KYIV (NYTIMES) - The Israeli government rejected requests from Ukraine and Estonia in recent years to purchase and use Pegasus - the powerful spyware tool - to hack Russian mobile phone numbers, according to people with knowledge of the discussions.
Israel feared that selling the cyberweapon to adversaries of Russia would damage Israel's relationship with the Kremlin, they said.
Both Ukraine and Estonia had hoped to buy Pegasus to gain access to Russian phones, presumably as part of intelligence operations targeting their increasingly menacing neighbour in the years before Russia carried out its invasion of Ukraine.
But Israel's Ministry of Defence refused to grant licenses to NSO Group, the company that makes Pegasus, to sell to Estonia and Ukraine if the goal of those nations was to use the weapon against Russia.
The decisions came after years of Israel providing licenses to foreign governments that used the spyware as a tool of domestic repression.
Pegasus is a so-called zero-click hacking tool, meaning that it can stealthily and remotely extract everything from a target's mobile phone, including photos, contacts, messages and video recordings, without the user having to click on a phishing link to give Pegasus remote access.
It can also turn the mobile phone into a tracking and secret recording device, allowing the phone to spy on its owner.
In the case of Ukraine, the requests for Pegasus go back several years. Since the Russian invasion of Crimea in 2014, the country has increasingly seen itself as a direct target of Russian aggression and espionage.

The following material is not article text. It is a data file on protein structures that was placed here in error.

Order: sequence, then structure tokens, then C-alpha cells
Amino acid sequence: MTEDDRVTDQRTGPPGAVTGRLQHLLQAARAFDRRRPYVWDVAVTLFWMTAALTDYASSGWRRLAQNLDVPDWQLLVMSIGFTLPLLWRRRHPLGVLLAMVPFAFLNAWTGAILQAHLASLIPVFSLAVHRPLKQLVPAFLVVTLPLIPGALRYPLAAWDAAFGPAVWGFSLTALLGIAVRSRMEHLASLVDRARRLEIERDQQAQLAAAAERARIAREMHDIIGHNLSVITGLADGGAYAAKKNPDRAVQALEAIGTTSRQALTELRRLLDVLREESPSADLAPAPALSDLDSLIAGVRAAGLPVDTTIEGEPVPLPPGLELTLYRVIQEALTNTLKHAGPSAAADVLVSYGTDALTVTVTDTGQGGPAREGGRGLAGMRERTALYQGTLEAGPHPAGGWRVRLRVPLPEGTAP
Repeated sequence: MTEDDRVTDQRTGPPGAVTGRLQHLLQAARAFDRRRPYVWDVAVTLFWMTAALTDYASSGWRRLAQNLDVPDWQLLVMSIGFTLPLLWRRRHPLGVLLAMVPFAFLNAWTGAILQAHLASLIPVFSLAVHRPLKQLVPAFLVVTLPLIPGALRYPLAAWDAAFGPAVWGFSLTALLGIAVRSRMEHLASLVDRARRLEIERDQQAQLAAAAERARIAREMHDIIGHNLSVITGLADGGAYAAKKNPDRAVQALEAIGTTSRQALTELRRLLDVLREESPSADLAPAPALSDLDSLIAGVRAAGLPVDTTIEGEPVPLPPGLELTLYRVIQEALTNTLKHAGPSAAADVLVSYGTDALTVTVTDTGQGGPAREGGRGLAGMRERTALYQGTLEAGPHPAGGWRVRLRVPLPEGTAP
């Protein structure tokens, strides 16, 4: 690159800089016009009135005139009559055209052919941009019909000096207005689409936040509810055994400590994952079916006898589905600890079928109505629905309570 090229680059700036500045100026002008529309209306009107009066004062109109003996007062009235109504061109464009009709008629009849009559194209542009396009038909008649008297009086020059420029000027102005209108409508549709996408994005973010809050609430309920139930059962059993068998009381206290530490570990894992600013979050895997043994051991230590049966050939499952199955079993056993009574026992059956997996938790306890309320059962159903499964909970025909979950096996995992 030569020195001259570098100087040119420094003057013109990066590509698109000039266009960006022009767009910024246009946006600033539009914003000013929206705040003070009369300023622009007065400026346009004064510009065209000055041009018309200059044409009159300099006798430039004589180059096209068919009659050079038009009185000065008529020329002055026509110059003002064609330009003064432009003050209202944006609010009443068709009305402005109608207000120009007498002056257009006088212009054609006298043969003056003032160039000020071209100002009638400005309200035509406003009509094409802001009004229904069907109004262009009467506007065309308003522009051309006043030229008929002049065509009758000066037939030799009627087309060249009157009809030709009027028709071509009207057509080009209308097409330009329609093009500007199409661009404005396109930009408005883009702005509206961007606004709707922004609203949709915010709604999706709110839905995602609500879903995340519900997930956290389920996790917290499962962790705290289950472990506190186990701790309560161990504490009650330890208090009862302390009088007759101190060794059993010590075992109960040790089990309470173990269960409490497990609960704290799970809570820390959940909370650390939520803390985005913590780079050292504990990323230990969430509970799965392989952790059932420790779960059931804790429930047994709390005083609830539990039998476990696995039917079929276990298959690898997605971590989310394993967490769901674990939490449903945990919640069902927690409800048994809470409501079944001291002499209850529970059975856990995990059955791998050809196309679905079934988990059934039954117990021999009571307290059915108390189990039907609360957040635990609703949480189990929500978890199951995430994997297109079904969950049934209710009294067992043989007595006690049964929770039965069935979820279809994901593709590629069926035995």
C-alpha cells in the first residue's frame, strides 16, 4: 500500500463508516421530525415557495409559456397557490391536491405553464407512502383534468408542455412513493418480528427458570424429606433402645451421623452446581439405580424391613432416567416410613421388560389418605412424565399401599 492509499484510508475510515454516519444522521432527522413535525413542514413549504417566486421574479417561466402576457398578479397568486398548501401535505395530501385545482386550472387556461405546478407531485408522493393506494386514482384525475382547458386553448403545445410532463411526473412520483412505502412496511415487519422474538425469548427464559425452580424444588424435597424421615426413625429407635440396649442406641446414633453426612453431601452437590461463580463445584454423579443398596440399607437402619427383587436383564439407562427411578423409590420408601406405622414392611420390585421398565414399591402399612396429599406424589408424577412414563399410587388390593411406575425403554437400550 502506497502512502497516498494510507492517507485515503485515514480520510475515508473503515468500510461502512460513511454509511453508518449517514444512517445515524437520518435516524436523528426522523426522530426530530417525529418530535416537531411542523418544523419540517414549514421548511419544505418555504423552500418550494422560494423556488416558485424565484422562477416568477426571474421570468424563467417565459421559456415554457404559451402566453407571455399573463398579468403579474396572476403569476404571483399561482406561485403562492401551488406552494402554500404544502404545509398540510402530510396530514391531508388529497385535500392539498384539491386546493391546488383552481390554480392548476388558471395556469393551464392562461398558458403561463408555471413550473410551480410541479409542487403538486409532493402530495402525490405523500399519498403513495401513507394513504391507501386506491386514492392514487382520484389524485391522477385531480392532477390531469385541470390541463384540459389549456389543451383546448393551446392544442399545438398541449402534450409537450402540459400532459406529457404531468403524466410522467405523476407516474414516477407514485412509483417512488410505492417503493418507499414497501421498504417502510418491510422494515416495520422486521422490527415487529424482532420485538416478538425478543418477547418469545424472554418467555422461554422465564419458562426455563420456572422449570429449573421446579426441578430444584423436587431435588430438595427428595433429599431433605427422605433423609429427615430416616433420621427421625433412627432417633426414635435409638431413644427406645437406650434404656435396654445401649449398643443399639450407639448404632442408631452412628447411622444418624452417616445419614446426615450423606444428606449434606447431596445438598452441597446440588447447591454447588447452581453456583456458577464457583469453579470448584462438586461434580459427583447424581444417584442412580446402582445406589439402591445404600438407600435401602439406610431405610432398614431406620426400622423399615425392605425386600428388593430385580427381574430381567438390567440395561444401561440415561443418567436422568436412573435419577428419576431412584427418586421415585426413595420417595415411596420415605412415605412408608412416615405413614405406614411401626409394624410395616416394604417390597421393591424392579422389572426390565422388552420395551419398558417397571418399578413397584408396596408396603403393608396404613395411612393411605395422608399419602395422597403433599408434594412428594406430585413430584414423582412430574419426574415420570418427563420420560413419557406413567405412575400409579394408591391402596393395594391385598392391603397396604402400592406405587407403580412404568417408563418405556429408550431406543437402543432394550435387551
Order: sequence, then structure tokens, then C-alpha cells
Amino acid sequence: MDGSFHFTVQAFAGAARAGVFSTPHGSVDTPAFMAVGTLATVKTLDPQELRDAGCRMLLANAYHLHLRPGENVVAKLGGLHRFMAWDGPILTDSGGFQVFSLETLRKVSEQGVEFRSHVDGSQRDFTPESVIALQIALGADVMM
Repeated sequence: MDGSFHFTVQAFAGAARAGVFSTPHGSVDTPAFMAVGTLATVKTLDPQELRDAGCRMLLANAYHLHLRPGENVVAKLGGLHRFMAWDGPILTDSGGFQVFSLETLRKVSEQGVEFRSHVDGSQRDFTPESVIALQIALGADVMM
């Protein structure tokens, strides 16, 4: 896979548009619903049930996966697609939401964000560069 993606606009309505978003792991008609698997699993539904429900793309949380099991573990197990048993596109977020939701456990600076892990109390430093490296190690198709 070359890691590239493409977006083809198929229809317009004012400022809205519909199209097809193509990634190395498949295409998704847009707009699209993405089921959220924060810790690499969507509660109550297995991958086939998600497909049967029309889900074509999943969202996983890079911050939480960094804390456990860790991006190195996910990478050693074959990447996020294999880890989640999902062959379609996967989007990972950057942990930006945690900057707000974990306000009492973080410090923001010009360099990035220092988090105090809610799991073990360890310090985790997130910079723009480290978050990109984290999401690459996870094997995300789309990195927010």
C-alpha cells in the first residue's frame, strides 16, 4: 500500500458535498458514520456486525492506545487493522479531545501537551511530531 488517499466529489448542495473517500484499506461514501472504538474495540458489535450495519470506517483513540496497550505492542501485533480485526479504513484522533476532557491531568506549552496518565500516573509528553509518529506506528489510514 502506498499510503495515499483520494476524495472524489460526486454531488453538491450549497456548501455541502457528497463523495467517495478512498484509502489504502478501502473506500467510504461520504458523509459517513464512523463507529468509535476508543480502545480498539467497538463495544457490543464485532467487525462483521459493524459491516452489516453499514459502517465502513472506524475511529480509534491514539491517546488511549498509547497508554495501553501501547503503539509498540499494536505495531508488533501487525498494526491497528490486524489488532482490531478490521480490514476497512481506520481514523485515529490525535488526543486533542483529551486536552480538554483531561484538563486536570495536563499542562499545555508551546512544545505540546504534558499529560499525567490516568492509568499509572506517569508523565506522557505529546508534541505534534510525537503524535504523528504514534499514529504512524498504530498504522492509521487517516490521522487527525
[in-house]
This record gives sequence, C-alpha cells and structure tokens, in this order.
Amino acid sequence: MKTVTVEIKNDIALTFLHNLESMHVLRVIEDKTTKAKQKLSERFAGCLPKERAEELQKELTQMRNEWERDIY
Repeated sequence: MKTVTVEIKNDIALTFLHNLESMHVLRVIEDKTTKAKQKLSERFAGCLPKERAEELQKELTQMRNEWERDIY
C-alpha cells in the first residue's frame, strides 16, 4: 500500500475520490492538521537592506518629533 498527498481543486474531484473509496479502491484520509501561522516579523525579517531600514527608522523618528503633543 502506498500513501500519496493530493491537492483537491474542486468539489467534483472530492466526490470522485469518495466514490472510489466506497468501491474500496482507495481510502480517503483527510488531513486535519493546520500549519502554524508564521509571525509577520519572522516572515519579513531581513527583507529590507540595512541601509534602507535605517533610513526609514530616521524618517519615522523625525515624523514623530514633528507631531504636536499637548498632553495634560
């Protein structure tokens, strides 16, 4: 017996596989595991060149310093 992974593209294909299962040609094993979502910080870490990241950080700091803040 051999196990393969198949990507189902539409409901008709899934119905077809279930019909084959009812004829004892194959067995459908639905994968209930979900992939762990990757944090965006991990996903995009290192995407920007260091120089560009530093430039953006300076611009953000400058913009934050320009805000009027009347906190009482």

Ukrainian officials have sought Israeli defence equipment to counter the Russian threat, but Israel has imposed a near-total embargo on selling weapons, including Pegasus, to Ukraine.
In the Estonian case, negotiations to purchase Pegasus began in 2018, and Israel at first authorised Estonia to have the system, apparently unaware that Estonia planned to use the system to attack Russian phones. The Estonian government made a large down payment on the US$30 million (S$40.73 million) it had pledged for the system.
The following year, however, a senior Russian defence official contacted Israel security agencies to notify them that Russia had learned of Estonia's plans to use Pegasus against Russia.
After a fierce debate among Israeli officials, Israel's Ministry of Defence blocked Estonia from using the spyware on any Russian mobile numbers worldwide.
Israel's relationship with Russia has come under close scrutiny since Russia's invasion of Ukraine began several weeks ago, and Ukrainian officials have publicly called out Israel's government for offering only limited support to Ukraine's embattled government and bowing to Russian pressure.
During a virtual speech to the Knesset, Israel's Parliament, on Sunday (March 20), President Volodymyr Zelensky of Ukraine criticised Israel for not providing his country with the Iron Dome anti-missile system and other defensive weapons, and for not joining other Western nations in imposing strict economic sanctions on Russia.
Invoking the Holocaust, Mr Zelensky said that Russia's war was aimed at destroying the Ukrainian people just as the Nazis had wanted destruction for the Jewish people. Mr Zelensky, who is Jewish, said "mediation can be between states, but not between good and evil."